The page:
Bonus Question:  “What Can You Skip?”

I don’t know that there’s a rule of thumb — or a formula — for determining exactly when a home is (very) well-staged.

The closest I’ve got is this:  “A home is well-staged when all of its unique attributes are identified and optimally showcased, and any Achilles’ Heels have either been muted or — ideally — eliminated.”

Which just begs the question, “Exactly what the $%#@&! is THAT??”

It all sort of recalls Justice Potter Stewart’s line about pornography, in an obscenity lawsuit before the Supreme Court.

“I can’t definite it (pornography),” he averred. “But, I know it when I see it.”

“Knowing It When You See It”

At a minimum, a well-staged home should show off the home’s entry; Dining, Living and Family Rooms; Kitchen; and Master Bedroom.

If the home has an actual Owner’s Suite (private master bath), it should show that off as well.

Ditto such features as a Home Office or Exercise Room; lower level Amusement Room; screened Porch; and any backyard deck or Patio.

Staging extends outside, too: painting the front door a new, sharper color; cutting back (usually) or adding (sometimes) landscaping; and adding or repainting window shutters are also cost-effective ways to punch up a home’s curb appeal.

Virtual vs. Analog Staging

So, should the whole house be staged, each and every time?

That’s a judgment call.

If the home is still occupied, and the owner’s furnishings and accents (art, wall hangings, rugs, etc.) are flattering . . . why not?

However, if the home is vacant — meaning it needs either virtual or analog (old-fashioned) staging — my usual advice to clients is to stop short of doing anything redundant.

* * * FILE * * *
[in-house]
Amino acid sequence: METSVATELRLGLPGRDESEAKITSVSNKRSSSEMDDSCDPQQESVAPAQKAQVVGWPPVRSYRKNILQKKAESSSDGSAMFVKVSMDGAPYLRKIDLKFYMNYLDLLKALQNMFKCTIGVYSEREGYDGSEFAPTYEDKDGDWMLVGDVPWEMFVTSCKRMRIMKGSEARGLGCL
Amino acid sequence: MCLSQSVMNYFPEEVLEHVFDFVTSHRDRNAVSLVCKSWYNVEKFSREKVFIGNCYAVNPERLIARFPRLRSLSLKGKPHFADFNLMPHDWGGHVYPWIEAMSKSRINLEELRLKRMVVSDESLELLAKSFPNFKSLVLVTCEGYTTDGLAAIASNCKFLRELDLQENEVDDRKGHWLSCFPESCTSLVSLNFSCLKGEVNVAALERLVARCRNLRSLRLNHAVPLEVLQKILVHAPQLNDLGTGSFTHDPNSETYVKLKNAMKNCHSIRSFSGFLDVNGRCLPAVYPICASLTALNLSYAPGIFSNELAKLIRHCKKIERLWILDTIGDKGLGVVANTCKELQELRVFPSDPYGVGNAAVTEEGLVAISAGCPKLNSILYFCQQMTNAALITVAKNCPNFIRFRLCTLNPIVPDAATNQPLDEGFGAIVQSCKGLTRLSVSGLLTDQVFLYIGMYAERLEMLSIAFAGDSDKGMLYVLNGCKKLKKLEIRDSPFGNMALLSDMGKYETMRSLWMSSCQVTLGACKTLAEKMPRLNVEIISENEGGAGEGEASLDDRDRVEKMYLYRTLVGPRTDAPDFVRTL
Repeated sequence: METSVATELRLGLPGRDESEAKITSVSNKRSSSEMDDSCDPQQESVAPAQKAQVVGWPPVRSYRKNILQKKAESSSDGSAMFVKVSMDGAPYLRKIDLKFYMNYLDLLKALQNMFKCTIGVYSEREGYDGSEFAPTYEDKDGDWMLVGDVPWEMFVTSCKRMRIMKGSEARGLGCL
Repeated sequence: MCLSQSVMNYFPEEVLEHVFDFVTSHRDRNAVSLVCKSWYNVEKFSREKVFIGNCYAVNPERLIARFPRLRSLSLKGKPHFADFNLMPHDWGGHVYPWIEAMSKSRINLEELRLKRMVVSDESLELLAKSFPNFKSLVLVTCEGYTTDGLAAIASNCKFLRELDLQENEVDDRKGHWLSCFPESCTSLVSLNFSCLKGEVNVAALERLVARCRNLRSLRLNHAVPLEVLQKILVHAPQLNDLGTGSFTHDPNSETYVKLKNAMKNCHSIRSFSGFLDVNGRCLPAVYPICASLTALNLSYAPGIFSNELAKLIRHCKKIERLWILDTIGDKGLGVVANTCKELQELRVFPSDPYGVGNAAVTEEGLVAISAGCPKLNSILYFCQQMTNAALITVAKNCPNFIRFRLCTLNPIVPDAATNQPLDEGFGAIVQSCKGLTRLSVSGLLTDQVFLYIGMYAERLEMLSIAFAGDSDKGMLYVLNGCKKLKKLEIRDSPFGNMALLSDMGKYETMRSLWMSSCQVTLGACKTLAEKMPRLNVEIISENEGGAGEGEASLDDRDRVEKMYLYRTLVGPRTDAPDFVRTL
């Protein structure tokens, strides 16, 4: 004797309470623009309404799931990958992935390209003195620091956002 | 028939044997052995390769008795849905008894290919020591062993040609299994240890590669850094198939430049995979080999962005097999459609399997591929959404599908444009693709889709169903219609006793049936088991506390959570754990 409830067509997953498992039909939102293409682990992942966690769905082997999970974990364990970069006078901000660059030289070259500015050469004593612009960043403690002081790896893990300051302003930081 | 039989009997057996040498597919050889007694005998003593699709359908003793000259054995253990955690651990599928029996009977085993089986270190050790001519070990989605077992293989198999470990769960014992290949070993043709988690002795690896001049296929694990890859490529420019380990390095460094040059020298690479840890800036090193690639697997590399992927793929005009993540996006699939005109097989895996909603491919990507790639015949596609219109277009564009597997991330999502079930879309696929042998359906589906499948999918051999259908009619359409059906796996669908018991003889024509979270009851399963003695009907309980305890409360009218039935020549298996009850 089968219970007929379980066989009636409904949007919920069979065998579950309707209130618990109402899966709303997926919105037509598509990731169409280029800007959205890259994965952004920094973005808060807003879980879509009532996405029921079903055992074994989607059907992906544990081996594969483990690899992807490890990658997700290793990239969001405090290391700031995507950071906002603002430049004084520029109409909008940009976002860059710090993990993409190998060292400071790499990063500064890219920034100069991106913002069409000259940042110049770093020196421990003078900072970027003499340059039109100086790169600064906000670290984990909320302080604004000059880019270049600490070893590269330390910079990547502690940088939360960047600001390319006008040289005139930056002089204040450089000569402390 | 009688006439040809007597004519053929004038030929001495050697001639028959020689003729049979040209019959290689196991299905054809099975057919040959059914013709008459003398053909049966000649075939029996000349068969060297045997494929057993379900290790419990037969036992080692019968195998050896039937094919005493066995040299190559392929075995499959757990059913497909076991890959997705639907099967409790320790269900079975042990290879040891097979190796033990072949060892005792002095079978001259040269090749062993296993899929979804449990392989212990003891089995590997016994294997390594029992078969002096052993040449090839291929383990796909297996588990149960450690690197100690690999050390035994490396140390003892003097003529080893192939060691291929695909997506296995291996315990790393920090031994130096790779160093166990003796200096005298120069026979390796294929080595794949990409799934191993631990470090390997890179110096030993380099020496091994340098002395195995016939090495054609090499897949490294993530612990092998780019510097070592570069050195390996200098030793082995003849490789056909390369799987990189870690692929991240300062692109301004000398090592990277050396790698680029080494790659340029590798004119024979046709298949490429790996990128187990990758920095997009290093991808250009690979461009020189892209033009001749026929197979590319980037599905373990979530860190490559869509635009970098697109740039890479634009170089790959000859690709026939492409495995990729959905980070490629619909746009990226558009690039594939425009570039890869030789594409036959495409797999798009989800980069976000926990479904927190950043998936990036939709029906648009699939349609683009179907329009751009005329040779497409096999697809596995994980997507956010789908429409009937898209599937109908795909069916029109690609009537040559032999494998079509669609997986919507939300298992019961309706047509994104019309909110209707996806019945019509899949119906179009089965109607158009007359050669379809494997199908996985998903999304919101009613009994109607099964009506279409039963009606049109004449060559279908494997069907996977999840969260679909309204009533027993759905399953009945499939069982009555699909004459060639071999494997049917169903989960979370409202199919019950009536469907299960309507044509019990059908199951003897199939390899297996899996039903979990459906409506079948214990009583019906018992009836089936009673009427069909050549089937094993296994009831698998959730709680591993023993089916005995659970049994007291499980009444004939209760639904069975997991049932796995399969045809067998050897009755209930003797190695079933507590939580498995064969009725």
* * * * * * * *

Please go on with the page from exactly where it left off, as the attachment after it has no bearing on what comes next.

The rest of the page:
Diminishing Returns

For example, once Bedroom #2 of a four Bedroom home is staged, there’s not much gained by also staging Bedrooms #3 and #4.

That’s especially true if the other Bedrooms are similar in size and features (windows, ceiling height, etc.).

Bottom line: when a home is truly well-staged, it just “pops.”

Such homes invariably will get compliments (from colleagues, prospective Buyers, their agents, etc.), but more importantly . . . they get offers! 

See also, “Realtor Compliments“; “Staging Inside, Outside, and Poolside (Poolside??)“; “Staging Secret #17“; and “How to Stage a Closet (at least, in a vacant home).”

Plus: “Home Seller (and Staging Client): “It Looks So Good, Now I Don’t Want to Move!“; “Savvy Staging Strategy #7”; “How Home Sellers Can Tell If They Need Staging Advice”; and “Staging Secret #18.”

About the author

Ross Kaplan has 19+ years experience selling real estate all over the Twin Cities. He is also a 12-time consecutive "Super Real Estate Agent," as determined by Mpls. - St. Paul Magazine and Twin Cities Business Magazine. Prior to becoming a Realtor, Ross was an attorney (corporate law), CPA, and entrepreneur. He holds an economics degree from Stanford.

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